first “solo” assignment as an aspiring junior labelling consultant was at a local slaughterhouse and meat processing
plant. I need hardly point out that this was a severe case of being “thrown in at the deep end” as such a facility
was likely to be a hostile environment for effective labelling being host to the two great enemies of the trade: moisture
and grease. Still, they reported a problem with intermittent label slippage and I was sent in to investigate.
met the manager, Jimmy Dee, in his office. Immediately it was apparent that cleanliness was not a feature of his operation
as his desk was covered with half-smoked cigarettes and I also noticed a pipe rack piled high with ash.
young man, let’s go and see the problem” lisped Jimmy, who had just one tooth in his whole head (which even without
this embellishment would have served usefully as a gargoyle).
start with the processing hall” he suggested sibilantly, and went on to comment cheerfully that many first-time visitors
found the smell so powerful that they “puked up”. To counter this he handed me a small stained cloth soaked in
cleaning fluid and proffered the advice “If you feel a bit queasy, sniff that”.
so, like a Regency dandy with a scented handkerchief pressed to my nose, I entered the processing hall. To say I was confronted
by a vision of hell is an understatement. It was like a scene from Dante’s Inferno – specifically his description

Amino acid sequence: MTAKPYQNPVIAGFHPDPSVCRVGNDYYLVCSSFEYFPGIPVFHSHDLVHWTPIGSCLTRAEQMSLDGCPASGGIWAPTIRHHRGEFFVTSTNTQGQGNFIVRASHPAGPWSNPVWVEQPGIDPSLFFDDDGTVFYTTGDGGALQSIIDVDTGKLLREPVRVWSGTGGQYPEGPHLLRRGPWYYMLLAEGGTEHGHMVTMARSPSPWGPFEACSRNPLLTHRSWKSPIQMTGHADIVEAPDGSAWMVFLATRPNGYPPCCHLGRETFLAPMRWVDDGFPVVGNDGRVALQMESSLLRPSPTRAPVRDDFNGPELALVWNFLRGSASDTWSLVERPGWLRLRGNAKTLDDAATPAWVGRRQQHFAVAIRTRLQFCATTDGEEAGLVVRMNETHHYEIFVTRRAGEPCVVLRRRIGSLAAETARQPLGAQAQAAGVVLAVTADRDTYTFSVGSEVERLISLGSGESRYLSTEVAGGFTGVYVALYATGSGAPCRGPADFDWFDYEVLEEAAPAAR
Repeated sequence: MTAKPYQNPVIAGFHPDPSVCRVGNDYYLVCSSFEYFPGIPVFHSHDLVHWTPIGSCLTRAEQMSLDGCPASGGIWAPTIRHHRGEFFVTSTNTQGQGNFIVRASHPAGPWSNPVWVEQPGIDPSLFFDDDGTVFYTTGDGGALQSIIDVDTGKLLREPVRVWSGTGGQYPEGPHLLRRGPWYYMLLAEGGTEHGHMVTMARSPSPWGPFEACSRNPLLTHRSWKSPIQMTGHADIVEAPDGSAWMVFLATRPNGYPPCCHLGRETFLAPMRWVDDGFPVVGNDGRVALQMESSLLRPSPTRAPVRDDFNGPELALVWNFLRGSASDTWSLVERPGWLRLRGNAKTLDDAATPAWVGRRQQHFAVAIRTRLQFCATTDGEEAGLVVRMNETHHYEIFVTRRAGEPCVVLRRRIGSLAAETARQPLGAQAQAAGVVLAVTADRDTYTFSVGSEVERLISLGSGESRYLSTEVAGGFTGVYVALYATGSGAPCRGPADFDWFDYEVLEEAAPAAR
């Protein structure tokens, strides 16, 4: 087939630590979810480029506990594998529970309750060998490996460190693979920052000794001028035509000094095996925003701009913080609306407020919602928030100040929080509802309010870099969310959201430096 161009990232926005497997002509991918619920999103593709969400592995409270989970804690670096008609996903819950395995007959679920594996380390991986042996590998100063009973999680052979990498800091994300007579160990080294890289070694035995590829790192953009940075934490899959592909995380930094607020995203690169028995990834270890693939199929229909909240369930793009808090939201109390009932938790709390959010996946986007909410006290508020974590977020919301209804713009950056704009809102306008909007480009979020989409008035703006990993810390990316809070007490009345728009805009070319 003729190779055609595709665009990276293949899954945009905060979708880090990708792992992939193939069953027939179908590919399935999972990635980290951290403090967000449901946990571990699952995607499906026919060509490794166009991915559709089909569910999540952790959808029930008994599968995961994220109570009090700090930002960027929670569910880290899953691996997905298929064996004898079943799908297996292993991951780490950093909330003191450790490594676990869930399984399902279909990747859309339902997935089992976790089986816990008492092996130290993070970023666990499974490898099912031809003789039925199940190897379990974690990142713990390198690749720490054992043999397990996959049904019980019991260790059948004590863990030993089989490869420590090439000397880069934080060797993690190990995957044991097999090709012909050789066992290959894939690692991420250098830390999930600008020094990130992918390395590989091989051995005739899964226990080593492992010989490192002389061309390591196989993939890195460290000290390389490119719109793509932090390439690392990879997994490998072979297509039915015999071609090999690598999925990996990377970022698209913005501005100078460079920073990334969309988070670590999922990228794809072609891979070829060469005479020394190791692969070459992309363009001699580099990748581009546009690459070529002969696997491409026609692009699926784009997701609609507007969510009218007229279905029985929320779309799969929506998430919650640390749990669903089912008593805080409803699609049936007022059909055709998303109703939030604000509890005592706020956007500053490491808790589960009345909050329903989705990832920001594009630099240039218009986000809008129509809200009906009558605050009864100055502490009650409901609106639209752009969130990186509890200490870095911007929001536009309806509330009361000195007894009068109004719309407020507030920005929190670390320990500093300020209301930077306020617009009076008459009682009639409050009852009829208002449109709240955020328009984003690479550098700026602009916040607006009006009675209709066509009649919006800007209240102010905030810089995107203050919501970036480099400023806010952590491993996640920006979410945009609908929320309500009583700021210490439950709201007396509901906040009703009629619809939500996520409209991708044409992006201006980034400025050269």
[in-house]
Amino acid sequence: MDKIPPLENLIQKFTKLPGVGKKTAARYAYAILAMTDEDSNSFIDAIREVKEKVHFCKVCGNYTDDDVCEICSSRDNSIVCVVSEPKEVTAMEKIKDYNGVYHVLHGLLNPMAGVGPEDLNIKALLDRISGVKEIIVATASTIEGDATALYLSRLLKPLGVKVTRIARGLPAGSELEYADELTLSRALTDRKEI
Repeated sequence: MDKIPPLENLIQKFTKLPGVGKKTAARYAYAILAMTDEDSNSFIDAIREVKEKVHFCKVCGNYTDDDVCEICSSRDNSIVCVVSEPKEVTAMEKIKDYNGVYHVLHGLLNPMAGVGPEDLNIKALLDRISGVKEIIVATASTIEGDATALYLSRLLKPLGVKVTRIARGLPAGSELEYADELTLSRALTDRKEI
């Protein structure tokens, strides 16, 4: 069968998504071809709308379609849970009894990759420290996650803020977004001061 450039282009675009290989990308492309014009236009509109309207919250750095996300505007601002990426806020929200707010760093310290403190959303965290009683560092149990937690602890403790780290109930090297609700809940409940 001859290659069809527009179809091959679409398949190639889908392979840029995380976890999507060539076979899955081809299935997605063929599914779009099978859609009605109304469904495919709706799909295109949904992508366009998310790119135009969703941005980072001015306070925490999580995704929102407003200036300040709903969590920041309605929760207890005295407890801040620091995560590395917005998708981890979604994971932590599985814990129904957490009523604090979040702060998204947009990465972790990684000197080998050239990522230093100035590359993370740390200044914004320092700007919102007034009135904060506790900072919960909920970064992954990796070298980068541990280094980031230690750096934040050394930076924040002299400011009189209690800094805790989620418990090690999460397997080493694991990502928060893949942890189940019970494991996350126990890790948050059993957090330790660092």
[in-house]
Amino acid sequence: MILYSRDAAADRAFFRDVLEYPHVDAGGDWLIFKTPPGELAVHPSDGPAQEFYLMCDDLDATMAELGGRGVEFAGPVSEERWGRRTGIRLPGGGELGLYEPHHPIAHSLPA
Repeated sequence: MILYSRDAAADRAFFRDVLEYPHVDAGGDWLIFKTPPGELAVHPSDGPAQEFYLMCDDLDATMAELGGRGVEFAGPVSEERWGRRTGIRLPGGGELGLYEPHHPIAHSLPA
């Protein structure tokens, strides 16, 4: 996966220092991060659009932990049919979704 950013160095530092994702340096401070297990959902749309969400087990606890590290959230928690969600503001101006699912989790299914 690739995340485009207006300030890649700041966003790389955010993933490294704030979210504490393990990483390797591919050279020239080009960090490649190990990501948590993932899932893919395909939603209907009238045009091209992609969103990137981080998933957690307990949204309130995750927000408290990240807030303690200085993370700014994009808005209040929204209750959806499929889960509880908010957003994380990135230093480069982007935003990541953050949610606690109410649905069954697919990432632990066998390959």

of the Seventh Level of Hell featuring a river of boiling blood. Recently dead and dripping carcases were conveyed in on hooks
via a chain-driven contraption and a team of men “processed” them – I will pass over the details for fear
of upsetting those of delicate constitutions. Various unwanted body parts produced by the processing were shovelled into a
wide copper channel which ran steeply down and out through a hole in the wall, passing under a sodden pair of leather flaps,
and into a receiving tank outside in a lowered courtyard to provide input to the rendering plant located across the road.
I watched it was apparent that there was a problem – viscera loaded into
the channel was not slithering away as expected but was backing-up. Jimmy went over, peered through the flaps, and shouted
down “The sluice is blocked – send someone up !”.
work stopped and after a short while we heard the clank of hobnail on metal which indicated that someone was ascending the
channel from the outside. Eventually the leather curtains parted and a most extraordinary actor came on-stage. Soaked in blood
from head to foot, and with a length of sheep’s entrail slung jauntily round his neck like a motoring scarf, he stood
on the sluice ankle-deep in offal. I noted that by some fluke two brown slippery internal organs of (to me) unknown provenance
adorned each shoulder of his squalid crimson jacket like hellish epaulettes, and there were other bits and pieces of tube
and gristle and bone and clot bedecking the whole apparition.
figure spoke and what I heard shocked me to the core: “The sluice is clear now Jimmy, there was a pig’s head jammed
further down”. It was not the words themselves which shocked me but the fact that it was, though deep and husky, unmistakeably
a woman’s voice. That a woman would take on such a task was unthinkable, so I studied the begrimed face closely to confirm
the fact. Framed in slippery crimson gore a pair of twinkling blue eyes shone forth and met mine. I knew at that instant that
this was the girl for me ! And, indeed, within six months the lady who had cleared the sluice had become my bride; the current
Mrs. Woodley of 40 years standing.
you know, even now when I am walking through Falkirk and I see half a pound of pig’s kidneys on a butcher’s slab my heart
leaps and I think of her. I suppose I am just an old romantic at heart.